Society of Neuroscience
Journal of Neuroscience
Neurons in the adult mammalian CNS decrease in intrinsic axon growth capacity during development in concert with changes in Krüppel-like transcription factors (KLFs). KLFs regulate axon growth in CNS neurons including retinal ganglion cells (RGCs). Here, we found that knock-down of KLF9, an axon growth suppressor that is normally upregulated 250-fold in RGC development, promotes long-distance optic nerve regeneration in adult rats of both sexes. We identified a novel binding partner, MAPK10/JNK3 kinase, and found that JNK3 (c-Jun N-terminal kinase 3) is critical for KLF9's axon-growth-suppressive activity. Interfering with a JNK3-binding domain or mutating two newly discovered serine phosphorylation acceptor sites, Ser106 and Ser110, effectively abolished KLF9's neurite growth suppression in vitro and promoted axon regeneration in vivo. These findings demonstrate a novel, physiologic role for the interaction of KLF9 and JNK3 in regenerative failure in the optic nerve and suggest new therapeutic strategies to promote axon regeneration in the adult CNS.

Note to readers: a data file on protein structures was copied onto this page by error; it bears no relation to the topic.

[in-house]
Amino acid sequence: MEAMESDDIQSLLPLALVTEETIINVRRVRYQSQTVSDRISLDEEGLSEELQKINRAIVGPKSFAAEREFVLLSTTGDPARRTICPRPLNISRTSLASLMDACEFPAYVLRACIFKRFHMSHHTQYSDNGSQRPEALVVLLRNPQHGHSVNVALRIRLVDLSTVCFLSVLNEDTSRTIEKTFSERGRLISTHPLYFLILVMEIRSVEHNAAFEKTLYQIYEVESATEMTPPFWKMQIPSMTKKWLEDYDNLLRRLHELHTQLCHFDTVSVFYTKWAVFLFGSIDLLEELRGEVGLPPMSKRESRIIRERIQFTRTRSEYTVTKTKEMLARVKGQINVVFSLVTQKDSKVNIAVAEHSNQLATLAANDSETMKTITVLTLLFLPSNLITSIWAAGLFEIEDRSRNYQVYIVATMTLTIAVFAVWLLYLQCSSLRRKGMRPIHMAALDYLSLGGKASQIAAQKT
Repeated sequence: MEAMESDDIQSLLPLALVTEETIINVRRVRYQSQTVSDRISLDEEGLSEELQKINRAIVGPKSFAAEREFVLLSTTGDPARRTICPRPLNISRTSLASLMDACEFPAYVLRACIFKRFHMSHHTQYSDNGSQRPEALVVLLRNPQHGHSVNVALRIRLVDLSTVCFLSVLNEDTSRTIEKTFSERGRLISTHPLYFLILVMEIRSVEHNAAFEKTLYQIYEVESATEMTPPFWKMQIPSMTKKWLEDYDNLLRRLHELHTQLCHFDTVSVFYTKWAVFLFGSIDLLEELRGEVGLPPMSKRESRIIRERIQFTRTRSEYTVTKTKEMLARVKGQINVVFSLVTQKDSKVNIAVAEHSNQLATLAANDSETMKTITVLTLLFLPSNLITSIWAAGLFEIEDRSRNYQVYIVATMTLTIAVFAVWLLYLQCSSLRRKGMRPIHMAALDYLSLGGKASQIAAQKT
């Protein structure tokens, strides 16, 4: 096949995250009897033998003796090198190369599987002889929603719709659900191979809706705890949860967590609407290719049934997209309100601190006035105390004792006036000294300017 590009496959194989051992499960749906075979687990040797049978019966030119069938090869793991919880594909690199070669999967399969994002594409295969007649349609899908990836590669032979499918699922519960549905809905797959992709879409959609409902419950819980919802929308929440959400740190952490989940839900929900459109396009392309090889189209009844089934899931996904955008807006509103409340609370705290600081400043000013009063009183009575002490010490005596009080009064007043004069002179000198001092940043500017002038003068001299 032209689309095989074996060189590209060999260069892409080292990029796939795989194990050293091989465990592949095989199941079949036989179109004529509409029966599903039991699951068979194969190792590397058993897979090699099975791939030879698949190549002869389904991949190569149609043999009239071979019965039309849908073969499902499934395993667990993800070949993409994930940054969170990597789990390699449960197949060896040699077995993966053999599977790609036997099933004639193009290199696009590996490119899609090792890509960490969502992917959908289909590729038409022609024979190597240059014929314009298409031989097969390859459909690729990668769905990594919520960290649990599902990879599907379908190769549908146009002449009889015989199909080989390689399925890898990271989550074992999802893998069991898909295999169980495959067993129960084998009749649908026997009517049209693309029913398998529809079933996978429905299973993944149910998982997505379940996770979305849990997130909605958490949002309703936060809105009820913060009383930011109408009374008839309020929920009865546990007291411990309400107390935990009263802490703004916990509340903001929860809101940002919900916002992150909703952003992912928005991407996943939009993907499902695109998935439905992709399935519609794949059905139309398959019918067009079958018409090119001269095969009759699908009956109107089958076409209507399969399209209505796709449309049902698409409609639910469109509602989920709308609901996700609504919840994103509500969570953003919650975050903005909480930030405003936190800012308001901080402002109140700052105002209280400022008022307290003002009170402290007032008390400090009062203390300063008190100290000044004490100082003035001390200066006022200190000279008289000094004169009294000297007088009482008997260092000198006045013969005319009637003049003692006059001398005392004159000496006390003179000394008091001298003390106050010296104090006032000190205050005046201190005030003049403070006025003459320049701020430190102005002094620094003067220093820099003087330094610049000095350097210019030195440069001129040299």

Apara, Akintomide; Galvao, Joana; Wang, Yan; Blackmore, Murray G.; Trillo, Allison; Iwao, Keiichiro; Brown, Dale P. Jr.; Fernandes, Kimberly A.; Huang, Abigail; Nguyen, Tu; Ashouri, Masoumeh; Zhang, Ziong; Shaw, Peter S.; Kunzevitzky, Noelia J.; Moore, Darcie L.; Libby, Richard T.; and Goldberg, Jeffrey L., "KLF9 and JNK3 Interact to Suppress Axon Regeneration in the Adult CNS" (2017). Biological Sciences Faculty Research and Publications. 616.